Emily Renda, an anti-rape activist who had been sexually assaulted her first year at the University, participated in the sexual assault task force as a UVa representative. A fourth-year student, she had been selected in December 2013 through a “highly competitive process” as a “special intern” in the office of President Teresa Sullivan. She traveled to the White House at least five times to take part in task force activities. Upon graduation at the end of the semester, she would take on a staff position at the university’s Office of the Vice President for Student Affairs. In that position, she would go on to testify before a Senate committee on the subject of sexual assault, and to speak for the university in media appearances as varied as NPR and MSNBC’s PoliticsNation with Al Sharpton.
In April, the White House task force published its report, “Not Alone,” summarizing its findings and recommendations. “One in five women is sexually assaulted in college,” stated the report. “Most often, it’s by someone she knows –and also most often, she does not report what happened. Many survivors are left feeling isolated, ashamed or to blame.” The report issued four sets of recommendations, including one for the federal government and three for colleges and universities. The latter included:
- Campus climate surveys. “The first step in solving a problem is to name it and know the extent of it – and a campus climate survey is the best way to do that. We are providing schools with a toolkit to conduct a survey – and we urge schools to show they’re serious about the problem by conducting the survey next year.”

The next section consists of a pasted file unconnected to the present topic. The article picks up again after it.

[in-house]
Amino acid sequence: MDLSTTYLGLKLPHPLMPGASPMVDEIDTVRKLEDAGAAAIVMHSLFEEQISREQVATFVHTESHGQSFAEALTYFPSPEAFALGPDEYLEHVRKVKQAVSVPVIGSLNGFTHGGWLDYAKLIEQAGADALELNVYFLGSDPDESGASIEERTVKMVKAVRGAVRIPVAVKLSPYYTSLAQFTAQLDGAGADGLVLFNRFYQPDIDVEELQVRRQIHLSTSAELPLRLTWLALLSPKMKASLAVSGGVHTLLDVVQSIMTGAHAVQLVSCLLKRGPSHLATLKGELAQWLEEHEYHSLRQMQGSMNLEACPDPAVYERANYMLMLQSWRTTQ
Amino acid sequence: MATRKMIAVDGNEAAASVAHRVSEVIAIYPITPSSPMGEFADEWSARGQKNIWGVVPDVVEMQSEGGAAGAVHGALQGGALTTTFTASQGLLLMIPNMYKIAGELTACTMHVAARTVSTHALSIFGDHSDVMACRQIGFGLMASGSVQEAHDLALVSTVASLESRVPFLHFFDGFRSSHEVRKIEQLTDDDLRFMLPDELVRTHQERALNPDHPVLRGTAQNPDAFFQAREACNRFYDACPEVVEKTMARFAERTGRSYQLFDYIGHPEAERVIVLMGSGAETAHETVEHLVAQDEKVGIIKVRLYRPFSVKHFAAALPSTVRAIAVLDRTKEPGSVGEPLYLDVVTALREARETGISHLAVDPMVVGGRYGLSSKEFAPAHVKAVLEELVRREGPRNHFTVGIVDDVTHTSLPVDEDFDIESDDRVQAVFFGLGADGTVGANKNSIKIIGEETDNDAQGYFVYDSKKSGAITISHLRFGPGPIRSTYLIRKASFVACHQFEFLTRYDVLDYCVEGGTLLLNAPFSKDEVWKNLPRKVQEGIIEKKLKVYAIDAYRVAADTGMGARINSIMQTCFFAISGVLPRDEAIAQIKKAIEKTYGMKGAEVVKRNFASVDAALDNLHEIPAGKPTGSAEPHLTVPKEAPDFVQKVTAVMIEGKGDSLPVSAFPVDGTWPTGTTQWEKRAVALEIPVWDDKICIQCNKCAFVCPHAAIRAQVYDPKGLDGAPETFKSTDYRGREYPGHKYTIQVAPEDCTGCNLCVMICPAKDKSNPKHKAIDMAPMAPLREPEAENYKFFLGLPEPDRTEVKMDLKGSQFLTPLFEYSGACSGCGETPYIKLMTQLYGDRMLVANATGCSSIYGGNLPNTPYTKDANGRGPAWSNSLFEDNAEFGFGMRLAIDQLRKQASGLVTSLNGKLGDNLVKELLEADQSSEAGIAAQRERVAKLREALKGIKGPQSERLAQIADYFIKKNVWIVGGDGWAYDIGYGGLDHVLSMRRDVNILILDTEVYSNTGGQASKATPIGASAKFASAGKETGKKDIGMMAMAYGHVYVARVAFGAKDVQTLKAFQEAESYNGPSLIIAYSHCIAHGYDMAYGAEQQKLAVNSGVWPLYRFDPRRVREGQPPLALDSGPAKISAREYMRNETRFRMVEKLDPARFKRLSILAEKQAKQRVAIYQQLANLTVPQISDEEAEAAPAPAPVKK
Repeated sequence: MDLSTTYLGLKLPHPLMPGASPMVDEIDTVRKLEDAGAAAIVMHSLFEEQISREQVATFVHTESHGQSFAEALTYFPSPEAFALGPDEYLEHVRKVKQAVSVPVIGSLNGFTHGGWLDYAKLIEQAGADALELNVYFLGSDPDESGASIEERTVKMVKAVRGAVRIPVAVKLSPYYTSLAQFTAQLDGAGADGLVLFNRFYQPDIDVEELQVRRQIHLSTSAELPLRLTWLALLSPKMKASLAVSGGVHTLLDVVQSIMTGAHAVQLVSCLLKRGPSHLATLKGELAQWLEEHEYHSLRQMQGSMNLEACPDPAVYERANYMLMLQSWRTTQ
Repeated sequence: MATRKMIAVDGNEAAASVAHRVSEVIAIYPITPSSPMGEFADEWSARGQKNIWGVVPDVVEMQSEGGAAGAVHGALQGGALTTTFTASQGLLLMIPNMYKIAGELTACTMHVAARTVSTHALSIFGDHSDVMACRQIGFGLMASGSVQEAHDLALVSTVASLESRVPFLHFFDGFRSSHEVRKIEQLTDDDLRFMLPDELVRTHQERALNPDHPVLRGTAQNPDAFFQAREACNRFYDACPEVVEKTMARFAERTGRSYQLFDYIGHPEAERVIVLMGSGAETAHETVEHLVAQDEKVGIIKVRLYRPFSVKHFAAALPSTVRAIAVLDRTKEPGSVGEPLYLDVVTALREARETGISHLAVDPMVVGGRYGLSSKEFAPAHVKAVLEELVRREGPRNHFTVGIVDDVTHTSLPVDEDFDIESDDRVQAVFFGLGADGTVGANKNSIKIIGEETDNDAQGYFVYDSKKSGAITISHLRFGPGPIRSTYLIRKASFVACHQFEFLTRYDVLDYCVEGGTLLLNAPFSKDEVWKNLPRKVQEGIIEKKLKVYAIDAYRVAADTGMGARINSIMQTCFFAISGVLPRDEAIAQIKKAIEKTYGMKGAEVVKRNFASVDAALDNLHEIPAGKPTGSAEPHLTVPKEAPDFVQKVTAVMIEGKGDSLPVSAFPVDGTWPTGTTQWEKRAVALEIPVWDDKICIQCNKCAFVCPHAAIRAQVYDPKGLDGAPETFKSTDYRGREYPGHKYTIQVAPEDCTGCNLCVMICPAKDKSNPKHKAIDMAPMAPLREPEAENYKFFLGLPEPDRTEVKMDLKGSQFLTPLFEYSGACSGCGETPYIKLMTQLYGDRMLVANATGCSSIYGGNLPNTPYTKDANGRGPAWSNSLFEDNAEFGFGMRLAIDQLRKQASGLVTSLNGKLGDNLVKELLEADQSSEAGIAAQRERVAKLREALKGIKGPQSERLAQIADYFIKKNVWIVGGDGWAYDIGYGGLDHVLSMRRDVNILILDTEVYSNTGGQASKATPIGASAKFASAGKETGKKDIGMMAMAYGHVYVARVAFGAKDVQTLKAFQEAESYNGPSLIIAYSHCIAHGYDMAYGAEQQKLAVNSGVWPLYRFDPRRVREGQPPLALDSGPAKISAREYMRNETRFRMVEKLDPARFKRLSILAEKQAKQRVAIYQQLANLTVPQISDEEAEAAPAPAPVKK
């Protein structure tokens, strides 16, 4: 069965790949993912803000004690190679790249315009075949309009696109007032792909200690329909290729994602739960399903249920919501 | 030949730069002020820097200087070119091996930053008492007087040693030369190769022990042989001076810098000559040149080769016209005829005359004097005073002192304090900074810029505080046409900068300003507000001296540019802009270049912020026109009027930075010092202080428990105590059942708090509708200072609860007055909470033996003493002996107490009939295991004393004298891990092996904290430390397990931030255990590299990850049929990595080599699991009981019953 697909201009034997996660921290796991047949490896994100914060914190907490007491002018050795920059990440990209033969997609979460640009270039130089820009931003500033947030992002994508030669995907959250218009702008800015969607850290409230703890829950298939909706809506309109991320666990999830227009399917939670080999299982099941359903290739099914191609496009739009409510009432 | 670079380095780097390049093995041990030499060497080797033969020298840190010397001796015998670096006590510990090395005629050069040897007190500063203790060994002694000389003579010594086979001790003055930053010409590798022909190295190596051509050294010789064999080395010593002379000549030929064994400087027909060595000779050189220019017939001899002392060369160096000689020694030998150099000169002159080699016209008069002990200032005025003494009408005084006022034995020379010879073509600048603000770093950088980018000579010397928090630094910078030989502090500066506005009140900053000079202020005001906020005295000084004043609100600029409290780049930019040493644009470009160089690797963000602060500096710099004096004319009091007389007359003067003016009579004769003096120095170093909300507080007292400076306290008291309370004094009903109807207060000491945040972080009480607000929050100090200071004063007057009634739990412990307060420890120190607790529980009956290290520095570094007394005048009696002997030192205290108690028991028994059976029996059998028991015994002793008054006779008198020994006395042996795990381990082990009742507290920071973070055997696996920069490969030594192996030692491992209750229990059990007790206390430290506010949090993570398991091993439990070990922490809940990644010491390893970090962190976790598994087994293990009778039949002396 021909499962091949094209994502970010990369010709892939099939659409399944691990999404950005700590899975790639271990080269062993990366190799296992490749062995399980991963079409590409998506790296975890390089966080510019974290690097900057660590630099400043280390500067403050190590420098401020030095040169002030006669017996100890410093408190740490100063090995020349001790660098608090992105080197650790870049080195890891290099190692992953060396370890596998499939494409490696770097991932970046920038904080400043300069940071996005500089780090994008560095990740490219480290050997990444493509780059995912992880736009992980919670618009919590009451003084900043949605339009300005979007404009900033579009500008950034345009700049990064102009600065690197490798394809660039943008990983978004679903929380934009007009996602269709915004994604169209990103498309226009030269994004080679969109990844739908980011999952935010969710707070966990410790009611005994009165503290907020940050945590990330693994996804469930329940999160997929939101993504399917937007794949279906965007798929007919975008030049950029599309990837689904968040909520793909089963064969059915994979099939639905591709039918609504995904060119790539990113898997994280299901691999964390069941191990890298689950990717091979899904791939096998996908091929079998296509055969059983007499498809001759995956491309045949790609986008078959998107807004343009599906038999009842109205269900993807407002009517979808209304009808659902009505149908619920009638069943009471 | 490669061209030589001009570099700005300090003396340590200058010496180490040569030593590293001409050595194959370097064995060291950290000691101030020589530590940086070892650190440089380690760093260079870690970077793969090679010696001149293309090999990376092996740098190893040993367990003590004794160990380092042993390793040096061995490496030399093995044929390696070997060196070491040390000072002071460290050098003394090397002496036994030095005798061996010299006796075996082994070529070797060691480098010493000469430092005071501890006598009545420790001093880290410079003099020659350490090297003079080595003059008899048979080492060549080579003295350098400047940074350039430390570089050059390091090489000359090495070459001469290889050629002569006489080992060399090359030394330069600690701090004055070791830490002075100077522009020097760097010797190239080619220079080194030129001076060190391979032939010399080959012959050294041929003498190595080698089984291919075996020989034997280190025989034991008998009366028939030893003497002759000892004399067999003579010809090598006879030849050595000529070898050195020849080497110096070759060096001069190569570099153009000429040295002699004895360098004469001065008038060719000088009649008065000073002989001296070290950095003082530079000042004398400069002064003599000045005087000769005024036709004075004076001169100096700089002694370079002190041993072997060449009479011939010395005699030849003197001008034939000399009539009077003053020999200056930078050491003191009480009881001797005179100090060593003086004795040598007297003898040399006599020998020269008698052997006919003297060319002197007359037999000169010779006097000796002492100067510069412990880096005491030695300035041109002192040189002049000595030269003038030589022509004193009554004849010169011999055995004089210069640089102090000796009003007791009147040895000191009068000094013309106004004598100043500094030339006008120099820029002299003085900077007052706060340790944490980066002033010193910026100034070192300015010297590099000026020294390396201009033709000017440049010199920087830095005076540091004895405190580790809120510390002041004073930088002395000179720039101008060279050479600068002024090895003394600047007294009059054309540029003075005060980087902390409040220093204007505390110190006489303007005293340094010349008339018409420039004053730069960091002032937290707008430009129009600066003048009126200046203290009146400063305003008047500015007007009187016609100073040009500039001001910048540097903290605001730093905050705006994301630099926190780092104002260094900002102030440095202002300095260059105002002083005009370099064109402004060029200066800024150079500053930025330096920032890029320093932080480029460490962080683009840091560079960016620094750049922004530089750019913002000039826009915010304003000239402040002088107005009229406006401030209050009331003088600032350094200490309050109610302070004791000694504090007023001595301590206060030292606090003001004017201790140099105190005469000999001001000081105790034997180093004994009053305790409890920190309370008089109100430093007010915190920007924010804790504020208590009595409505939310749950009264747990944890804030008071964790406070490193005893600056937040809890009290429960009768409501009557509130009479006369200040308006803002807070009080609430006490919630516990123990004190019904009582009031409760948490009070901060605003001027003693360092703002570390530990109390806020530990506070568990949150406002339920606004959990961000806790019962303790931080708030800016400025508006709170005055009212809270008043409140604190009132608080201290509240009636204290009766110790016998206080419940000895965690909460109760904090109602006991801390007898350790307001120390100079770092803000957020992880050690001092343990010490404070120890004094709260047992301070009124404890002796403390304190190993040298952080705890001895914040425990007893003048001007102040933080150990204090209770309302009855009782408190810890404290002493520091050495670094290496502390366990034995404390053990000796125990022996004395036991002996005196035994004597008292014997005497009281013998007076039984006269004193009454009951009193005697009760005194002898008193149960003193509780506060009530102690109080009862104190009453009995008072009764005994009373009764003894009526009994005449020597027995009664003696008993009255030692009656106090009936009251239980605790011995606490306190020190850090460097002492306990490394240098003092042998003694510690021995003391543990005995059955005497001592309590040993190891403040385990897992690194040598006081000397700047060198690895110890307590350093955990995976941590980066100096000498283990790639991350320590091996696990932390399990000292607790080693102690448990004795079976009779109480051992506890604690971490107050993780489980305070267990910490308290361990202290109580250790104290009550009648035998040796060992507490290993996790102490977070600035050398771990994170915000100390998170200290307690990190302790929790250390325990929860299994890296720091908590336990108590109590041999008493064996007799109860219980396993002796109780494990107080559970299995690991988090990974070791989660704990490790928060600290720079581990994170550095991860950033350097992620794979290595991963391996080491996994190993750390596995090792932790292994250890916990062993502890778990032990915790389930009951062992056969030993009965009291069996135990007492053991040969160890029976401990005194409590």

- Preventing sexual assault and engaging men. “Prevention programs can change attitudes, behavior – and the culture. … Most men are not perpetrators – and when we empower men to step in when someone’s in trouble, they become an important part of the solution. … We are also providing schools with links and information about how they can implement their own bystander intervention programs on campus.”
- Response to sexual assault. Colleges need to have someone to whom victims can talk in confidence and who will fully inform them of their options for redress.
- Sexual misconduct policy. Schools need to define what does and does not constitute consent to sexual activity.
- Special training. The Justice Department will provide training programs that inform college and university personnel about special issues associated with sexual-assault crimes. “Unlike other crimes, victims often blame themselves; the associated trauma can leave their memories fragmented; and insensitive or judgmental questions can compound a victim’s distress.”
- School disciplinary systems. The task force also raised the issue of colleges’ adjudication process for handling sexual assault cases, which sometimes subject victims to “harsh and hurtful questioning” by people “unschooled in the dynamics of these crimes.” The Justice Department will assess different models for investigating and adjudicating campus sexual assault cases “with an eye toward identifying best practices.”
So, how does UVa’s sexual assault reforms compare to the White House document? On Dec. 8, 2014, Sullivan detailed her “action plan” to “achieve a comprehensive and sustainable climate of safety” at UVa. Key elements included:
- Campus climate surveys. UVa is planning to conduct a climate survey this spring “to gather greater insights into the occurrence of sexual assault on Grounds, and to gauge student understanding of University policies.”